Turn Your Smartphone Into Live TV
Who doesn't like free? Gratis? Because the Apple iPhone can just about to anything from turning on appliances remotely to warming your hands when cold, Belkin, has created a 30-pin device to plug into your iPhone to watch live digital TV.
Now, some may think this is stupid in this day of age of what the multifaceted smartphone is capable of, as long as you can have 4G, you can watch movies\TV shows recorded and watch whenever it is more convenient. I get it. But, if you find watching day old sport events and try to avoid hearing the score in the news media, Dyle, may be your answer.
The device has a single antenna to capture compressed digital TV (DTV) signals and no Wi-Fi or cellular access is needed. Like I said, big urban areas are currently the best place to get it because not all stations broadcast with DTV. Once the channel is locked onto, the reception is free of hiccups or interruptions like on Netflix and other services. The titanium antenna is high quality that allows very good reception while traveling along the road in a car or hanging at the park.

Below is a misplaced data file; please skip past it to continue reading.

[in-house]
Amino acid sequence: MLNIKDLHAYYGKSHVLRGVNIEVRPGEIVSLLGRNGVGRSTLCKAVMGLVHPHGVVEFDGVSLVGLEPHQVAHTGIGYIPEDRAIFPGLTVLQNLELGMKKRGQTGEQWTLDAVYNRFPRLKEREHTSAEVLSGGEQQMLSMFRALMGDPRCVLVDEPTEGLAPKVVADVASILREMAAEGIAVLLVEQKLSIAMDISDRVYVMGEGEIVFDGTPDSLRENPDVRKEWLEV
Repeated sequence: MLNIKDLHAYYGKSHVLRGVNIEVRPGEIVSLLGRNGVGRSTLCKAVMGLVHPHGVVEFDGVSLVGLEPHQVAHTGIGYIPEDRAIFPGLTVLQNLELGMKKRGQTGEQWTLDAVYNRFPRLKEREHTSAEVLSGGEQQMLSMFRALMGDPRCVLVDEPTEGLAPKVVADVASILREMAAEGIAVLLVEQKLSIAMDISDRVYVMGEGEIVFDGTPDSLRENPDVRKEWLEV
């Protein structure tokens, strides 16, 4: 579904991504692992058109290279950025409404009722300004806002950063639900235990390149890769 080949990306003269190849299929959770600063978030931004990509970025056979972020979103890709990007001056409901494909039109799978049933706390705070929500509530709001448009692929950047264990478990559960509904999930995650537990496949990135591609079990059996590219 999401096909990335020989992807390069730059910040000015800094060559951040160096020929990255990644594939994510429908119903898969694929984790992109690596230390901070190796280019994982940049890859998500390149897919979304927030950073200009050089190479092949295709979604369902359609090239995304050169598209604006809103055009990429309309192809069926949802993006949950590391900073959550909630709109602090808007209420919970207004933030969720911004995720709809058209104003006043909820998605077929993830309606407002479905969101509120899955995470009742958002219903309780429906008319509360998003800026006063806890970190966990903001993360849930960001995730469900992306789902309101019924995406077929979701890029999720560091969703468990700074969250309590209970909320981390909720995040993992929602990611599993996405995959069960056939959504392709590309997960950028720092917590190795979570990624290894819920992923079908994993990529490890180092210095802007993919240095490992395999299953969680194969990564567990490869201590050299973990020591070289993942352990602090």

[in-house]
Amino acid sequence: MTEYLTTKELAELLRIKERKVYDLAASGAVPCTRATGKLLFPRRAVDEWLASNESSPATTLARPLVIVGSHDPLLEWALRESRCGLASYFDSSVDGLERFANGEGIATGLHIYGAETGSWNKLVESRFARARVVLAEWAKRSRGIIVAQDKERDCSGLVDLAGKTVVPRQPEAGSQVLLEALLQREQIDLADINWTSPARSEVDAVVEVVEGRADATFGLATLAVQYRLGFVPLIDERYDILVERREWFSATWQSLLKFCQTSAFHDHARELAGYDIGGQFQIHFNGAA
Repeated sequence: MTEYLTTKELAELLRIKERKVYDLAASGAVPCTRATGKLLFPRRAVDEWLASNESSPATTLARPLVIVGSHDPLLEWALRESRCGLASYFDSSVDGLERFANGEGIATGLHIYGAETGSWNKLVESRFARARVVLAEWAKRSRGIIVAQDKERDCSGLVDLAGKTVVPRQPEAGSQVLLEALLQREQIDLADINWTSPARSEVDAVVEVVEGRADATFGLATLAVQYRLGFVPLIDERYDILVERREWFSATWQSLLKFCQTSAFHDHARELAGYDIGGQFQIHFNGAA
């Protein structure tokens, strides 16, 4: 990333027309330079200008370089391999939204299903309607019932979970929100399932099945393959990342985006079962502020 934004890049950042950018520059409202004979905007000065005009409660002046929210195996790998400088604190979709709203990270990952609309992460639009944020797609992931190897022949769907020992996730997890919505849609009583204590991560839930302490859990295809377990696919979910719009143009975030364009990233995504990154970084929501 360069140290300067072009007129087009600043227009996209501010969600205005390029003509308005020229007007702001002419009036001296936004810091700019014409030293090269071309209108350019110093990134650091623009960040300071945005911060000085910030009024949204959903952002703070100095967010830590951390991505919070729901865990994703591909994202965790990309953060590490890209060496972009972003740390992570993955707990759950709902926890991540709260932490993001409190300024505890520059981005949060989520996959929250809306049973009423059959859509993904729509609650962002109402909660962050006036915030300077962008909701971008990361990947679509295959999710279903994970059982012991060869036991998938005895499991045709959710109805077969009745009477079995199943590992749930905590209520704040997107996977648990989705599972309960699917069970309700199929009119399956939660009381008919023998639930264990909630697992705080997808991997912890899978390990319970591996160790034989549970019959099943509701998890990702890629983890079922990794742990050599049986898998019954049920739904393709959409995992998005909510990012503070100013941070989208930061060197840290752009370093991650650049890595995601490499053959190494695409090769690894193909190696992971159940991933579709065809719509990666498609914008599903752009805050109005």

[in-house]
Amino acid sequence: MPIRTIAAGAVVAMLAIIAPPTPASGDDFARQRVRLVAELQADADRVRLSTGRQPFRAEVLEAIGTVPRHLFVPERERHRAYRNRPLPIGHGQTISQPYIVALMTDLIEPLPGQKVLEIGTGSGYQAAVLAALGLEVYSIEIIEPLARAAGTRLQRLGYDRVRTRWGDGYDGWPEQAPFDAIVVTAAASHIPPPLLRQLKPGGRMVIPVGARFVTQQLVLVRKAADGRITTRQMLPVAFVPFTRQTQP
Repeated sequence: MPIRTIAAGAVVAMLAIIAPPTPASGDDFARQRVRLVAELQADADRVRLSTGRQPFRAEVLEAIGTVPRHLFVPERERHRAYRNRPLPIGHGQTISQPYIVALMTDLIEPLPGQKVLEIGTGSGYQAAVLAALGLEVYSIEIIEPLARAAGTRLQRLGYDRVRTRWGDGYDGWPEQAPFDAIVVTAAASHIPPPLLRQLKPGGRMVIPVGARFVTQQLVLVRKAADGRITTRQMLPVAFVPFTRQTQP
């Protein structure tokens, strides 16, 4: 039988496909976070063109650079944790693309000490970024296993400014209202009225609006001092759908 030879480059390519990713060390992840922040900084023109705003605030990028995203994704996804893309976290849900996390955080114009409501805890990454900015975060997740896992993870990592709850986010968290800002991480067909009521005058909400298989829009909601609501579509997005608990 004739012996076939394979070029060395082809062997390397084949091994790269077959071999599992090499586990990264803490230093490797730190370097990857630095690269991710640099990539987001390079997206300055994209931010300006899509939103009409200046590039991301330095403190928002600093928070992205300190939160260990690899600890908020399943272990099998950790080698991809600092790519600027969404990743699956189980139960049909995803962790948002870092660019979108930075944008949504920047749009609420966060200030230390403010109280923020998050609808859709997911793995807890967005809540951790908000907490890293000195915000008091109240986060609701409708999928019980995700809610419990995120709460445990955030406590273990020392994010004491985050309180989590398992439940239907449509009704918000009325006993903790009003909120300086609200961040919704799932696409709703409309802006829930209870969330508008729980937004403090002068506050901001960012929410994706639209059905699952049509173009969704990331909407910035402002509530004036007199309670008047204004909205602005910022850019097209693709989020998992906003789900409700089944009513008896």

The downside is the DTV signal available in your urban zone and it is compatibile only with iPhone 4/4s, iPad, iPad 2 and iPad 3rd Generation. No Android phones at this time.
In the San Francisco area, except for the North Bay, one can get Channels 2 and 4 plus KICU. The coverage is SF and south of SF, Oakland, Hayward, Berkeley, San Jose. All of Los Angeles is covered, in Las Vegas, one gets channels 2 and 5. All one million residents in Phoenix, AZ, could receive channels 2, 4 and KTVK, while in Miami, Florida, channels 4, 5, Telemundo and Univision are received. Curious, in one of America's largest city of eight million in New York City, channels 2, 4, Telemundo, WYNE and WPXN.
The bottom line is that the new DTV format is still quite new. Even the largest urban areas broadcast only a few channels using it and almost always channels 2, 4 or 5. Telemundo (Spanish) is also a frequent one, but other than these, there are no others to tune into. While the idea is good and the execution is fine, if you are not in an urban area with close to a million people (for example, Sacramento with a half million people, has no channels available) the device is worthless. Some may think it is still worthless at $130 in a larger urban setting because of the very limited channels available.
For myself, I was expecting much more availability. Not yet, anyway.
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